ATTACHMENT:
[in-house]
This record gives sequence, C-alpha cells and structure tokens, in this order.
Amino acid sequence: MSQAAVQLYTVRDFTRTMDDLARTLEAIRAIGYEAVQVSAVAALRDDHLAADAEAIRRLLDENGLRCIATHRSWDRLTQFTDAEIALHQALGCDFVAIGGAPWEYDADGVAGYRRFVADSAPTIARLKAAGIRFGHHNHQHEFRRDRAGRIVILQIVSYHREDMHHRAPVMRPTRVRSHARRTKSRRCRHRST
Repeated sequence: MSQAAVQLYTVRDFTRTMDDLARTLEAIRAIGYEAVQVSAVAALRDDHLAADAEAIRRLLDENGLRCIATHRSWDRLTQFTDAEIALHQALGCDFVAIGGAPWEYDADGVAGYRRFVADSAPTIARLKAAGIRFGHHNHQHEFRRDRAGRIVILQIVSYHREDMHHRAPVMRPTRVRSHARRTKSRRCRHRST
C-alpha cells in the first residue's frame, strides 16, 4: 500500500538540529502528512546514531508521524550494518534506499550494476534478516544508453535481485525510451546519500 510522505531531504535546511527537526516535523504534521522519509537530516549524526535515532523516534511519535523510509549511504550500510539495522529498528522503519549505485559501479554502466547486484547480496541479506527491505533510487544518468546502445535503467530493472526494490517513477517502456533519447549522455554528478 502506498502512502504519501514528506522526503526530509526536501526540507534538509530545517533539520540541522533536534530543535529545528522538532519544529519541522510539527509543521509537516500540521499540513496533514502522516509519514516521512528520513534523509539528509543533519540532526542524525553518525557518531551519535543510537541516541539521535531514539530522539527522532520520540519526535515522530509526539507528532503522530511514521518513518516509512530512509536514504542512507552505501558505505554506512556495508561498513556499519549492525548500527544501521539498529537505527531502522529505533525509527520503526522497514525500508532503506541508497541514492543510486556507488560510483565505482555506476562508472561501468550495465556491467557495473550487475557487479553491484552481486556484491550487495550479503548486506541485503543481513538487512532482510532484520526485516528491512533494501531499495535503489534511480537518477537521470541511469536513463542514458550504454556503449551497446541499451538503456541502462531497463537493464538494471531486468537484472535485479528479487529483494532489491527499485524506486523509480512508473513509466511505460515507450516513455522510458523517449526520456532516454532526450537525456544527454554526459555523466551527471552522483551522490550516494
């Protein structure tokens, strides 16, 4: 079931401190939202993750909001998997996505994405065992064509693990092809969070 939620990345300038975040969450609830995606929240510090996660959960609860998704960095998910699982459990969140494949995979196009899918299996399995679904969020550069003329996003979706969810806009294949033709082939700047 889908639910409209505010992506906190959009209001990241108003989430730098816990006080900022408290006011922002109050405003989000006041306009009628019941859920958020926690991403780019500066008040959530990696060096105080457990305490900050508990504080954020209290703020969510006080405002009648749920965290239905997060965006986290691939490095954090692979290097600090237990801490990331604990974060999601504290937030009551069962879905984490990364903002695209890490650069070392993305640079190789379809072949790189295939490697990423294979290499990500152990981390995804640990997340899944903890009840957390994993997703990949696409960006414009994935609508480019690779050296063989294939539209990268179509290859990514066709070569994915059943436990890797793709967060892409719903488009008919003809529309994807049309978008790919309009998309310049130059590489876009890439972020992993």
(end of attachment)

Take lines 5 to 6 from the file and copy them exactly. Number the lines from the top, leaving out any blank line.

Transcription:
C-alpha cells in the first residue's frame, strides 16, 4: 500500500538540529502528512546514531508521524550494518534506499550494476534478516544508453535481485525510451546519500 510522505531531504535546511527537526516535523504534521522519509537530516549524526535515532523516534511519535523510509549511504550500510539495522529498528522503519549505485559501479554502466547486484547480496541479506527491505533510487544518468546502445535503467530493472526494490517513477517502456533519447549522455554528478 502506498502512502504519501514528506522526503526530509526536501526540507534538509530545517533539520540541522533536534530543535529545528522538532519544529519541522510539527509543521509537516500540521499540513496533514502522516509519514516521512528520513534523509539528509543533519540532526542524525553518525557518531551519535543510537541516541539521535531514539530522539527522532520520540519526535515522530509526539507528532503522530511514521518513518516509512530512509536514504542512507552505501558505505554506512556495508561498513556499519549492525548500527544501521539498529537505527531502522529505533525509527520503526522497514525500508532503506541508497541514492543510486556507488560510483565505482555506476562508472561501468550495465556491467557495473550487475557487479553491484552481486556484491550487495550479503548486506541485503543481513538487512532482510532484520526485516528491512533494501531499495535503489534511480537518477537521470541511469536513463542514458550504454556503449551497446541499451538503456541502462531497463537493464538494471531486468537484472535485479528479487529483494532489491527499485524506486523509480512508473513509466511505460515507450516513455522510458523517449526520456532516454532526450537525456544527454554526459555523466551527471552522483551522490550516494
């Protein structure tokens, strides 16, 4: 079931401190939202993750909001998997996505994405065992064509693990092809969070 939620990345300038975040969450609830995606929240510090996660959960609860998704960095998910699982459990969140494949995979196009899918299996399995679904969020550069003329996003979706969810806009294949033709082939700047 889908639910409209505010992506906190959009209001990241108003989430730098816990006080900022408290006011922002109050405003989000006041306009009628019941859920958020926690991403780019500066008040959530990696060096105080457990305490900050508990504080954020209290703020969510006080405002009648749920965290239905997060965006986290691939490095954090692979290097600090237990801490990331604990974060999601504290937030009551069962879905984490990364903002695209890490650069070392993305640079190789379809072949790189295939490697990423294979290499990500152990981390995804640990997340899944903890009840957390994993997703990949696409960006414009994935609508480019690779050296063989294939539209990268179509290859990514066709070569994915059943436990890797793709967060892409719903488009008919003809529309994807049309978008790919309009998309310049130059590489876009890439972020992993």